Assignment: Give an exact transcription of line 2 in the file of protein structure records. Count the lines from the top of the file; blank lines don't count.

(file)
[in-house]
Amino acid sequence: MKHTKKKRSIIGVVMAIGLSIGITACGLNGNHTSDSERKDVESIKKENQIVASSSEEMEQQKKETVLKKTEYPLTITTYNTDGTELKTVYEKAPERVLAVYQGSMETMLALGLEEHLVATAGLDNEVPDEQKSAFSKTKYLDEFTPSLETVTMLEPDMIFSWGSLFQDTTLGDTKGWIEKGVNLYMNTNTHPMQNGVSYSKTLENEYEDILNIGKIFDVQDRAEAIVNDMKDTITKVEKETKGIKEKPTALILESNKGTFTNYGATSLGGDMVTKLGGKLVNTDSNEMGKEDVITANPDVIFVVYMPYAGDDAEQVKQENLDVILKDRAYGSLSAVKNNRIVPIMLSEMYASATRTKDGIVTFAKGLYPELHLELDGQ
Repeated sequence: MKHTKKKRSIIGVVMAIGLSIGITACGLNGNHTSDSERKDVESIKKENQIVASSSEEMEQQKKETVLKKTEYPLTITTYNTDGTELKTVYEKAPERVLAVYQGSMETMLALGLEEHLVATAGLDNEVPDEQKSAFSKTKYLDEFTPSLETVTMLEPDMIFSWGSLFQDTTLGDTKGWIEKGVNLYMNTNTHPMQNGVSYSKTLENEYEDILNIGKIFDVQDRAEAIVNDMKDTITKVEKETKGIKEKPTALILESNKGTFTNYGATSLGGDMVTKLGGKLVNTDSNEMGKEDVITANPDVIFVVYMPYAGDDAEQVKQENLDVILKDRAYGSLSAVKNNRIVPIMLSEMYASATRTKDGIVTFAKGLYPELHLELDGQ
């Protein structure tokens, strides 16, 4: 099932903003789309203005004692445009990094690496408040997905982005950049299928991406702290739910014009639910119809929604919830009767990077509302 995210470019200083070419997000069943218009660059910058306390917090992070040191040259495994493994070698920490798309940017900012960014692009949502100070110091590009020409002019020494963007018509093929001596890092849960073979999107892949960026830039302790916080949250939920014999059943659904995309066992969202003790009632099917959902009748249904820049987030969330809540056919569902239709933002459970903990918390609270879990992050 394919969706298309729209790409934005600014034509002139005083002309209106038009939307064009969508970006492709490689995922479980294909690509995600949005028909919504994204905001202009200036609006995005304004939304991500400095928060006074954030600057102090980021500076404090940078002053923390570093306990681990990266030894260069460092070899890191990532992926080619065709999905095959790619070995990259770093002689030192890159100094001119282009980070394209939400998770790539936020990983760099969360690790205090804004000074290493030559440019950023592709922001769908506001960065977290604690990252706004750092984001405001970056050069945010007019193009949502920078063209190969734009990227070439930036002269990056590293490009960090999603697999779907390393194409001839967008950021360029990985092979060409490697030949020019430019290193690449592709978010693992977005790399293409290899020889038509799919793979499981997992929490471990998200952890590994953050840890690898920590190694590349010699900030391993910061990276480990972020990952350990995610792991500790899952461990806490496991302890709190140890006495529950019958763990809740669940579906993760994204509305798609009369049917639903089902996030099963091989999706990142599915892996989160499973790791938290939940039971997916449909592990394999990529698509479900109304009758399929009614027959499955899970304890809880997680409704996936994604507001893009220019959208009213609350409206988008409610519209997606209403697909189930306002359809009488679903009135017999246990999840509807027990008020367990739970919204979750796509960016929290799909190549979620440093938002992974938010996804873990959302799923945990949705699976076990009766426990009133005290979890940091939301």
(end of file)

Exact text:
Amino acid sequence: MKHTKKKRSIIGVVMAIGLSIGITACGLNGNHTSDSERKDVESIKKENQIVASSSEEMEQQKKETVLKKTEYPLTITTYNTDGTELKTVYEKAPERVLAVYQGSMETMLALGLEEHLVATAGLDNEVPDEQKSAFSKTKYLDEFTPSLETVTMLEPDMIFSWGSLFQDTTLGDTKGWIEKGVNLYMNTNTHPMQNGVSYSKTLENEYEDILNIGKIFDVQDRAEAIVNDMKDTITKVEKETKGIKEKPTALILESNKGTFTNYGATSLGGDMVTKLGGKLVNTDSNEMGKEDVITANPDVIFVVYMPYAGDDAEQVKQENLDVILKDRAYGSLSAVKNNRIVPIMLSEMYASATRTKDGIVTFAKGLYPELHLELDGQ